A financial bubble by definition is the unsustainable growth of a market due to deviations from certain market fundamentals. These bubbles, much like the ones your 5-yr old blows out in the backyard, will pop. That’s just the nature of the beast. Today we will examine several major contributing factors to the expansion of the recent US housing bubble. It’s unlikely any single factor could have fueled such a massive bubble, but the combination of such factors clearly illustrate that it is more than just the sum of its parts.
A) Lax Lending Standards
What lending standards? Oh, that’s right – I almost forgot about that part of the equation. During the past few years everyone and anyone could get a loan for a house. Even if you had a bad credit score, no down payment, no assets, credit card debts, low/non-documented income or a combination of any of the above, you could apply and be approved for a home loan in a snap.
A person’s credit score is a measurement of his or her financial responsibility. Albeit not a perfect system, it’s the system we have to work with. It does not take a rocket scientist to figure out that lending big wads of cash to financially reckless people is a huge risk. The lax lending standards dictated by the mortgage industry flooded the market with a huge (and new) sector of buyers – under qualified buyers. A person with a 590 credit score and $17,000 in credit card debts at 18% interest has no business in applying for any loan, let alone a large loan for a house. The Feds added fuel to flame when it tolerated this and quietly swept the issue under the carpet as their Wall Street cronies enjoyed the bull run.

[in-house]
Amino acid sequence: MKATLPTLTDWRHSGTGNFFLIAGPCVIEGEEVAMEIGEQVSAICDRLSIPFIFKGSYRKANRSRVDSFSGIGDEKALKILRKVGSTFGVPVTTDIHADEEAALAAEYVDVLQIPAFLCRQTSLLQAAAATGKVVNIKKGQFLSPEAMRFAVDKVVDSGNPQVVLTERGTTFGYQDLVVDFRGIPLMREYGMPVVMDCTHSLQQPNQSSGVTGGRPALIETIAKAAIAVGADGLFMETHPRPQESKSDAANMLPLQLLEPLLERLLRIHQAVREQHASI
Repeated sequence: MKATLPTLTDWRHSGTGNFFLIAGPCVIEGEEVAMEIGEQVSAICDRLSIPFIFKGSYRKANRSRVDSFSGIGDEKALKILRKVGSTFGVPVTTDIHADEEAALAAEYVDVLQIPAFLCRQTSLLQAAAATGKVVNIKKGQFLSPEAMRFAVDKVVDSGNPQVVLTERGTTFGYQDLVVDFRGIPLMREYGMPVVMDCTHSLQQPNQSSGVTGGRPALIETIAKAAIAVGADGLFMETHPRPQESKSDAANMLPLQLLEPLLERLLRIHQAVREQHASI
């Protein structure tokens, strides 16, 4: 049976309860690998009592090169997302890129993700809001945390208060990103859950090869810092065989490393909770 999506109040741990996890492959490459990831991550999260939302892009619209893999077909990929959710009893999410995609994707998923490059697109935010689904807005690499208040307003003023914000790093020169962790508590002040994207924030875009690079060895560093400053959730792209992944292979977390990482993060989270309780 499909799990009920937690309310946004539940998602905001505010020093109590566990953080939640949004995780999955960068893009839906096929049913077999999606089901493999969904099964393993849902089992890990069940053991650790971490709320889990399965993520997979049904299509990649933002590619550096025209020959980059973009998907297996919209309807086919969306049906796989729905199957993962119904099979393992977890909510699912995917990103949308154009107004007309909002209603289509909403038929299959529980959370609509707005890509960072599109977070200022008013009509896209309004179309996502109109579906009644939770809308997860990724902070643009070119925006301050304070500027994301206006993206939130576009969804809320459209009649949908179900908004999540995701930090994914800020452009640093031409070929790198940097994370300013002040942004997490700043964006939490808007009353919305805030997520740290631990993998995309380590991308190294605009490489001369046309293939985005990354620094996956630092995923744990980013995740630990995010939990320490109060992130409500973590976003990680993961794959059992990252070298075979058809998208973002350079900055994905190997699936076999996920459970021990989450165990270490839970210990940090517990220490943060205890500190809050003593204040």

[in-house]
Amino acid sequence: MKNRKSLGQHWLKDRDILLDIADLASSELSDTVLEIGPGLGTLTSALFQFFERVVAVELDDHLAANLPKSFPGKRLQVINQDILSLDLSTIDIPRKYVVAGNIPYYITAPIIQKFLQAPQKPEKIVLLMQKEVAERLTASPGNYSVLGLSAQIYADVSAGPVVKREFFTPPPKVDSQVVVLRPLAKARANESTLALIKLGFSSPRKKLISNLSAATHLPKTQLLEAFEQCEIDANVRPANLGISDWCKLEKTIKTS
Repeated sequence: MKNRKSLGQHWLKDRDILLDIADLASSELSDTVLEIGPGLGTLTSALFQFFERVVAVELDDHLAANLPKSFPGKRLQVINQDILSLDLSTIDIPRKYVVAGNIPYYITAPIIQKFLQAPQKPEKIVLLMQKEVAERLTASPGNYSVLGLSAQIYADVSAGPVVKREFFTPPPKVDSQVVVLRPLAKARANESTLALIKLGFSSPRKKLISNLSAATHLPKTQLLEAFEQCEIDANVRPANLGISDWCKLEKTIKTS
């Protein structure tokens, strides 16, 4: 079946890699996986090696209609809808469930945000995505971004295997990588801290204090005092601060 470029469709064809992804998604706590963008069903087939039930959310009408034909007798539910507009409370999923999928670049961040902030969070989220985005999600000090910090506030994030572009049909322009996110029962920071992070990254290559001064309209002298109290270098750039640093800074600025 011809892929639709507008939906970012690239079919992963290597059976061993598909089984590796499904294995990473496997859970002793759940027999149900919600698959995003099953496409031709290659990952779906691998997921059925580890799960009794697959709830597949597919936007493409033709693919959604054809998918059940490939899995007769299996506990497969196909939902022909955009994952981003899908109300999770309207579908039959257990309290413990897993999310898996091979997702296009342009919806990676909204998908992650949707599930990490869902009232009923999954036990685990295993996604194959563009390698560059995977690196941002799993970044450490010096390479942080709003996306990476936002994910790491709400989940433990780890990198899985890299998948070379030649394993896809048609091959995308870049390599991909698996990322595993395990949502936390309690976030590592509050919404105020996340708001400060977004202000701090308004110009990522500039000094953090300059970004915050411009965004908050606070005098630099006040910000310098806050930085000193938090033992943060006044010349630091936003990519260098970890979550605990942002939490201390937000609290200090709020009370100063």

An abnormally large influx of first time buyers created an opportunity for the market to expand and grow at an abnormally fast pace. Now that investors realize that these people cannot make their payments, as evident in widespread foreclosures across the nation, lending standards will tighten and rid the market of this buyer group. Reducing the buyer pool certainly tips the scales of supply and demand.
B) Innovative Loans
As an engineer and US patent holder, I revel at innovation. It stems from creativity and marks a new age in the way we live. Unfortunately for us, the innovative loans developed in the past few years only served to prop up over-valued properties and the paychecks of fraudulent brokers, real estate agents and lenders.
Adjustable rate mortgages are not new to the market. They’ve been around and used for years, but not to the extent that it was during this rally. About a third of all new or refinanced loans made in California during the last few years have some form of payment options. That’s astounding.
Since the vast majority of the general population cannot buy homes with cash, the purchasing power of the buyer is limited by the amount of money he can borrow. Low teaser rates loans at 1%-4% allowed buyers “buy” more home than they can afford because they are borrowing money at an artificially low interest rate for the first couple of years. This fueled a silly bidding frenzy as people can borrow more money than normal for a relatively low monthly payment until the loan resets. This is not just a subprime problem; there are plenty of Atl-A and prime ARMs as well.
The IO, or interest only, loans are self explanatory. Making payments on the interest only does nothing to reduce the principle amount borrowed. The delusional buyer is really just renting from the bank. So instead of renting a residence, the buyer has to pay HOA fees and be responsible for any maintenance work as well.
Another horrendous option loan is the negative amortization loan. In a traditional amortized mortgage, you’re paying a large percentage of interest to the lender, but still making a dent in the principle amount over the course of the loan. With neg-am loans, you actually owe the bank more money than you original loan amount because the monthly payment doesn’t even cover the interest on the loan! So the remaining amount gets added to the principle and the borrower owes more and more money each month. It’s like not paying off your credit card payments in full every month, but on a much bigger scale.